Purpose of review: Focal and segmental glomerulosclerosis occurs due to a defect in the glomerular filtration barrier. This review highlights contributions from the past year that have enhanced our understanding of the pathophysiology of focal and segmental glomerulosclerosis with emphasis on discoveries which may lead to the identification of therapeutic targets.
Recent findings: Slit diaphragm proteins have become increasingly important in signal transduction and in mediating downstream events. Actin polymerization occurs after the podocin-nephrin-Neph-1 complex is phosphorylated by Src kinase and Fyn. Recent studies of angiotensin receptor antagonists, corticosteroids and erythropoietin unravel new mechanisms that ameliorate proteinuria by targeting the cell cycle within the podocyte. The discovery that an N-acetylmannosamine kinase (MNK) mutant mouse has glomerulopathy is suggestive that human sialylation pathways may represent therapeutic targets. Proteinuria before podocyte effacement demonstrated in laminin-beta2 null mice highlights the importance of the glomerular basement membrane. Interferon-beta reduced proteinuria in three models of kidney injury, showing greatest effect on glomerular endothelial cells in vitro.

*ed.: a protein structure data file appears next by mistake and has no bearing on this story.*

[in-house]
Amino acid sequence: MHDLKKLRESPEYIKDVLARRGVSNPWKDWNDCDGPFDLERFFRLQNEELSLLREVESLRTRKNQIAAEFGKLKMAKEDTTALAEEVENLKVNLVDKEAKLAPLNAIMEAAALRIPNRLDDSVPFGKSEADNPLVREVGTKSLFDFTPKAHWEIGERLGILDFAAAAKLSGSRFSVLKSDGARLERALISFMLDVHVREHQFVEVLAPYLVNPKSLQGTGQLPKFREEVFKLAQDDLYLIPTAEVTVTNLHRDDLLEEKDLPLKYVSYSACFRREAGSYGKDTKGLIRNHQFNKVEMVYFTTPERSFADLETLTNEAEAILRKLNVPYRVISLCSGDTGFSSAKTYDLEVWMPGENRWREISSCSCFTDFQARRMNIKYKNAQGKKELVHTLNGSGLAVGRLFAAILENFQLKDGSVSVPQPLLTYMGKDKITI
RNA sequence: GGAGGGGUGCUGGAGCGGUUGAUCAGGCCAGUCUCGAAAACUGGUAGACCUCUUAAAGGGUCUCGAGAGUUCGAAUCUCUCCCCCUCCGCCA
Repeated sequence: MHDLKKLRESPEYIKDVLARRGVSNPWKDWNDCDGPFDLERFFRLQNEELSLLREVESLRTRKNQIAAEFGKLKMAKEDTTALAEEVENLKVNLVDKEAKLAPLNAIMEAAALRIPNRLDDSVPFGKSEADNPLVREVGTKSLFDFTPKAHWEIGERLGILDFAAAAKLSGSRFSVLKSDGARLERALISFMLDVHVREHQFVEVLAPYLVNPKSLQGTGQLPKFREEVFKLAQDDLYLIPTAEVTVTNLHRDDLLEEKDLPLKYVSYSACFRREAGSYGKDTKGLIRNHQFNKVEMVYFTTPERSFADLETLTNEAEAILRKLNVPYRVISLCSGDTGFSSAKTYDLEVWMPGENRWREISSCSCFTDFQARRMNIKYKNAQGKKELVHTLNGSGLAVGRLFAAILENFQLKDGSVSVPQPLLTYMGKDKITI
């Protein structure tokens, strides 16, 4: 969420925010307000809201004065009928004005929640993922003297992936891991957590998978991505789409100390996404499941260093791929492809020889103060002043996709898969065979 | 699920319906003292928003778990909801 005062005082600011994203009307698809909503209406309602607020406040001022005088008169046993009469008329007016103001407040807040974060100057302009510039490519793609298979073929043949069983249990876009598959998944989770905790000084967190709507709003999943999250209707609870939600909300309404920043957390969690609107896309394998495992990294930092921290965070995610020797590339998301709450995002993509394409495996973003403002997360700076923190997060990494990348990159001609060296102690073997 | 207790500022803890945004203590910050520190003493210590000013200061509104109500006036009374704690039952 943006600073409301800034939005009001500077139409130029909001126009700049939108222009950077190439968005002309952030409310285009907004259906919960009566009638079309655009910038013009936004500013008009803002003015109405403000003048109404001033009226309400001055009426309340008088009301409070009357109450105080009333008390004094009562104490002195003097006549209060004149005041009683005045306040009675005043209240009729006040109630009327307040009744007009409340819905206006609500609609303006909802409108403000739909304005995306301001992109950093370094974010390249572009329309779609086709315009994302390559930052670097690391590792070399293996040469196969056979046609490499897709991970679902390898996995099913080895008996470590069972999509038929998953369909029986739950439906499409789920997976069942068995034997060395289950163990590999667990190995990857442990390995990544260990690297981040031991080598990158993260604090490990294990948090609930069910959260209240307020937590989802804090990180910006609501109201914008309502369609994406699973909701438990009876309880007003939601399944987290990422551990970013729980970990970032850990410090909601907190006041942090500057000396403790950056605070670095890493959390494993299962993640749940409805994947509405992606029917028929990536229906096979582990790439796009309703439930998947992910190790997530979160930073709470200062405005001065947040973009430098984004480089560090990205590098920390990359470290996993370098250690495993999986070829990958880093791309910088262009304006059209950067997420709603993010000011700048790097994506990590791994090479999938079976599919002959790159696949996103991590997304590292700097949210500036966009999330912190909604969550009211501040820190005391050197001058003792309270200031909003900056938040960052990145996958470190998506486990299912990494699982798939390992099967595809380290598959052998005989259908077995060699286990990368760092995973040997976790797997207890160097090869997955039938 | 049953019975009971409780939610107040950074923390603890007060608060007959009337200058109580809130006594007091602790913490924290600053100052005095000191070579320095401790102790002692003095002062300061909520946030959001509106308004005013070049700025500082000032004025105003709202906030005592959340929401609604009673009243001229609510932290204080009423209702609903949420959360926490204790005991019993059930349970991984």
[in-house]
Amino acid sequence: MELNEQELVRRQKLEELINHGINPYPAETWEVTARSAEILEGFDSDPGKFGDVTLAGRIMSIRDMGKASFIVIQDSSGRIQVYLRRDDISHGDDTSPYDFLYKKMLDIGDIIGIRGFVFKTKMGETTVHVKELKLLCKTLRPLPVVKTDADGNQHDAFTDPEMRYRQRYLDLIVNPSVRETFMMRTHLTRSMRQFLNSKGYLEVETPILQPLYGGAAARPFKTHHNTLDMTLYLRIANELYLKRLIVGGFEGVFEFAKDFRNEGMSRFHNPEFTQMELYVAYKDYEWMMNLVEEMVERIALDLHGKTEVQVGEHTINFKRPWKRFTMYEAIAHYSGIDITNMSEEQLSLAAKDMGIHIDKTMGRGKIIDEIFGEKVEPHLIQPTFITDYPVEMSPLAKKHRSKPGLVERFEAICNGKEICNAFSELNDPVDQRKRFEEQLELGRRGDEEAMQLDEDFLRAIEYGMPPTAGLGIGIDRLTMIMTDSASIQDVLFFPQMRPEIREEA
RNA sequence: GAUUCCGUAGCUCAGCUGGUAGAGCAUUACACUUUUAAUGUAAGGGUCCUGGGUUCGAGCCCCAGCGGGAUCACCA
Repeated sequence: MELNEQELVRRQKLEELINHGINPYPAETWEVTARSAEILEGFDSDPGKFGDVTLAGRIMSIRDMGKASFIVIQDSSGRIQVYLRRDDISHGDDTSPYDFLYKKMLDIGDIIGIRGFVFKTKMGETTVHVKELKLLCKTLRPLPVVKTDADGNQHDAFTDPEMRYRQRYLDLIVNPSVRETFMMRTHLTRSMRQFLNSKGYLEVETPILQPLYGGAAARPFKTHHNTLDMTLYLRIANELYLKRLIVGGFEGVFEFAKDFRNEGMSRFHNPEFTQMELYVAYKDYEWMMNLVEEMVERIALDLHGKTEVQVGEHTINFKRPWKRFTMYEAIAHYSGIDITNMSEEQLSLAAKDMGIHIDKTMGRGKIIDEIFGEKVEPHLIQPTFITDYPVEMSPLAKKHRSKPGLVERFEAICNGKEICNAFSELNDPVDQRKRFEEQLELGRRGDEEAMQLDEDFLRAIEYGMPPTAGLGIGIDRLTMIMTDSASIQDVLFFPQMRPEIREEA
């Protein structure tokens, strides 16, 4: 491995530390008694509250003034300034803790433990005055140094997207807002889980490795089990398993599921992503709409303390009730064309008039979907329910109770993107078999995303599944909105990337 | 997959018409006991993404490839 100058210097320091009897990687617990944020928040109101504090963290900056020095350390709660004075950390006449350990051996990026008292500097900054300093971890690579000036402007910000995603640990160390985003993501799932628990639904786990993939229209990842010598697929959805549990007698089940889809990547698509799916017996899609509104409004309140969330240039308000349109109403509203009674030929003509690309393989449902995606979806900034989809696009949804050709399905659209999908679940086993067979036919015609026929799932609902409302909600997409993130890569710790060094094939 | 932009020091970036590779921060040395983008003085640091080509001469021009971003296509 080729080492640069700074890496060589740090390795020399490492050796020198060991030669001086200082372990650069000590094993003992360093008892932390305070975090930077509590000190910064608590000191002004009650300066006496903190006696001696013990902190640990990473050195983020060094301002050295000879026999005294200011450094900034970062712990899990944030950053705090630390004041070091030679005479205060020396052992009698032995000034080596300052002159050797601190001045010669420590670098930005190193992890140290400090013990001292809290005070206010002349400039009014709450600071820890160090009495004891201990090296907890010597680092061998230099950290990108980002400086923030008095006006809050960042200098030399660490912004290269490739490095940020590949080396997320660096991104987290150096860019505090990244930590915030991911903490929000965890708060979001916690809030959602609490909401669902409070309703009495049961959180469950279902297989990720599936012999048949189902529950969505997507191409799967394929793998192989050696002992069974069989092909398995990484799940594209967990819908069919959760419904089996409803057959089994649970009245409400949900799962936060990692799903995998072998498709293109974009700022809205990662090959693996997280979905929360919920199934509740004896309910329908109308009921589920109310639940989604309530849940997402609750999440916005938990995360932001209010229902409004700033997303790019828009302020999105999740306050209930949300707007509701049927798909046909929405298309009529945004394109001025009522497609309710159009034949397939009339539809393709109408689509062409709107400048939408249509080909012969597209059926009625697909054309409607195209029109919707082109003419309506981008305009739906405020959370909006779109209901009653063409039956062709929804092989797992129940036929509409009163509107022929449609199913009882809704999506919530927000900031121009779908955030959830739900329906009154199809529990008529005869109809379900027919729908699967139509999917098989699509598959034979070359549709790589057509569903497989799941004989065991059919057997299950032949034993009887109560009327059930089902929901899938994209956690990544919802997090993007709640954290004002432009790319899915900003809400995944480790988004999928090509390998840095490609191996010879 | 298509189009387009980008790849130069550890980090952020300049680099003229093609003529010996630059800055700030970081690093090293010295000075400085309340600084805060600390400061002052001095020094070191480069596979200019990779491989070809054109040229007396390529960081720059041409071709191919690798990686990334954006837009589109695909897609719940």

Summary: Basic research has illuminated mechanisms by which classic therapies have antiproteinuric effects directly on the podocyte. As knowledge expands with improved molecular techniques, understanding signaling pathways in health and proteinuric states should lead to potential therapeutic targets in focal and segmental glomerulosclerosis.